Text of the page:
This blog was featured on 11/12/2019
Navigating Uncertainty

Do you ever expect yourself to have all the answers? Do you become frustrated and impatient when you don’t know what to do about something in your writing or in your life? Do you get hung up on doing things “right”?

On this week’s mastermind call for women writers, after sharing questions I had around marketing my work, a colleague jokingly said, “You mean you don’t have all the answers, Bella?”

That’s when it hit me: I expect myself to have all the answers and when I don’t, I angst, thinking that I’m getting life “wrong.” Lurking beneath this irrational thought is a need for control. Digging deeper, I find the old, conditioned (mis)belief that somewhere, deep down, I’m not okay—and I need to do something!

This is a lie, an illusion, a trick of the ego. 

In Native American lore, the coyote is the trickster. He’s a clever fellow who knows how to express himself, but he’s sneaky. He appears when we least expect it—and fools us. He makes us believe things that aren’t real. He distorts and deceives. For writers, the trickster/ego might say things like Why bother writing? Nobody cares. What do you have to say that could possibly matter? 

Writing—and sharing your work—is an act of generosity of spirit. 

One writer in our mastermind group said that she’s come to think of marketing as a way to love people, because she’s sharing her stories. Sharing our stories is also a way to love ourselves. Stories help us understand the world and our place in it. Stories make us more human, more alive, more courageous, and more loving.

As writers, we make up stories on the page but also in our lives. It helps to be aware of the stories we repeat in our heads rather than become fused with them. We do this when we identify with inner narratives that limit us. For example, many of my students and clients become consumed with stories about what they think they “need” to do. Their to-do lists make them feel as though they are living in a pressure cooker that's about to explode.

Non-Doing is Your Release Valve

The way to ease this pressure is to realize when you’re making up rules or regulations and enforcing them. Ask yourself:

  • “Does xyz have to be done right this minute?
  • Can it wait until tomorrow? Or next week?
  • Is this a ‘must’-do or a ‘want’-to-do?
  • What do I believe accomplishing xyz will achieve?
  • What if I’m okay right now in this moment and don’t need to do anything?” 

Dr. Gail Brenner, author of Suffering is Optional: A Spiritual Guide to Freedom from Self-judgment & Feelings of Inadequacy, says, “In the space of non-doing there’s a great perfection in things as they are.”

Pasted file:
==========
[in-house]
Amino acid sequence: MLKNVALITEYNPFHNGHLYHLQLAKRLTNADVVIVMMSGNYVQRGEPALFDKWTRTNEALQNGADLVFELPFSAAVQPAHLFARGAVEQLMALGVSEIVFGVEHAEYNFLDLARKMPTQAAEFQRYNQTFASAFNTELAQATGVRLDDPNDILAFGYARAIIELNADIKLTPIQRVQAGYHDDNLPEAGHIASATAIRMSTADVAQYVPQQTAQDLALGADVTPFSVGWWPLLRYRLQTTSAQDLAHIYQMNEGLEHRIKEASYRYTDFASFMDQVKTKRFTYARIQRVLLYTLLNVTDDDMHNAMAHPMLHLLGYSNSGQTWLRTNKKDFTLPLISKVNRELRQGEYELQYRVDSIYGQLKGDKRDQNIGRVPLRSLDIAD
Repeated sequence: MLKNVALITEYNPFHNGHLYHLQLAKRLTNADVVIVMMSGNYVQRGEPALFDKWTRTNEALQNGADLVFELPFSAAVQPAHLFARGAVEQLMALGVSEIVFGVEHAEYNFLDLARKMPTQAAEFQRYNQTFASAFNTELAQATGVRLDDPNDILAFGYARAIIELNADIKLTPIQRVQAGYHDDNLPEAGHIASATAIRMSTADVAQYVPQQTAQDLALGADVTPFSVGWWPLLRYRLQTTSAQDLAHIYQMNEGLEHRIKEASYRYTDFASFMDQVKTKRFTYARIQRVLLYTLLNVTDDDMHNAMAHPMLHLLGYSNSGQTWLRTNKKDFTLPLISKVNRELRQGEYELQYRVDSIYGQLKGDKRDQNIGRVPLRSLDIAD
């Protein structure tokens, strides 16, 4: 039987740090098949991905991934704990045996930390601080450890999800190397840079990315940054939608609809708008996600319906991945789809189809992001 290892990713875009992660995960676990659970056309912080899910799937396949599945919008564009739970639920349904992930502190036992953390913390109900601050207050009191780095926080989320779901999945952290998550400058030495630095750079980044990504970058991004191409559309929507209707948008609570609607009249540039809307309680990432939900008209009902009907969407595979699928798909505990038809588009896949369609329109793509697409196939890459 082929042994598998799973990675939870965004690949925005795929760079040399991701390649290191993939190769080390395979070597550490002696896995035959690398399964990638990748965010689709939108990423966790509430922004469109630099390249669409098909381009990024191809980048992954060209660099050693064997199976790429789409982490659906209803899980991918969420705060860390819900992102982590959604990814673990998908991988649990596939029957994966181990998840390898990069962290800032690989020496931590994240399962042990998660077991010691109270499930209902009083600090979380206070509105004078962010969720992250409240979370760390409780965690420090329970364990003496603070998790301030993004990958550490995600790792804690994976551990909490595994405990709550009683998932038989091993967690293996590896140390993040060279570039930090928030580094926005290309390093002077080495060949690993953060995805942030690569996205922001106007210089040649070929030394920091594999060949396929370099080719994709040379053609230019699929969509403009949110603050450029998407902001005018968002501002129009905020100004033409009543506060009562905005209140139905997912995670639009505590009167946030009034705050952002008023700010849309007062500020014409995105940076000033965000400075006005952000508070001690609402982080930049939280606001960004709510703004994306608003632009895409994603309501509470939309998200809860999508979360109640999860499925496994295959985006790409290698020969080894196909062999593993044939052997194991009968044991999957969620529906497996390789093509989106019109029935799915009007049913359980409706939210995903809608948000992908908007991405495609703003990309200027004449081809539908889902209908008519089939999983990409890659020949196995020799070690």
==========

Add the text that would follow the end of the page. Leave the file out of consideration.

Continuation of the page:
If deep down, underneath our frenetic thinking, we are fine, then there’s nothing for us to protect or defend. Nothing to do. We can just be. And from this place of being we are free to do what we want (within reason and law) and not pretend that our lives—or our well-being—depend upon it. In other words, we can lighten up!

Just Listen

Another woman from my mastermind group for writers works at a homeless shelter, where she has a “listening post.” She shows up and listens to people. She doesn’t offer advice or try to fix anyone. She just listens.

We can all do this for ourselves: just listen. Our inner tantrum-throwing toddler will eventually get tired and our wise self will emerge to remind us that we are all connected and made of the same miraculous stuff. Underneath our urgency and fear, peace and love reside. When we look in this direction, we realize that we are okay no matter what’s going on. We are more resilient than we think.

Next time you’re feeling pressured to do things “right” or you’re not sure about a next step, consider this: What if there is no “right” way to do things? What if the “right” way is whatever is in your heart? What if you simply choose to trust yourself and follow your inner guidance and wisdom? The great Persian poet Rumi said, “Out beyond ideas of right and wrong there’s a field. I’ll meet you there.” And Hamlet reminds us that “there’s nothing either good or bad, but thinking makes it so.”

Thought is our inner coyote. It helps us navigate our life, enables us to howl when we must, and even helps cultivate awareness. But when you learn to become a neutral observer of its shenanigans, you gain freedom.

​We have to exhale in order to inhale. Let go. Trust life. We may not have all the answers, but the truth is that we do not need them. Learning to live in the questions, befriending uncertainty, and patiently waiting for answers to arise in their own sweet time is a nourishing and liberating practice.

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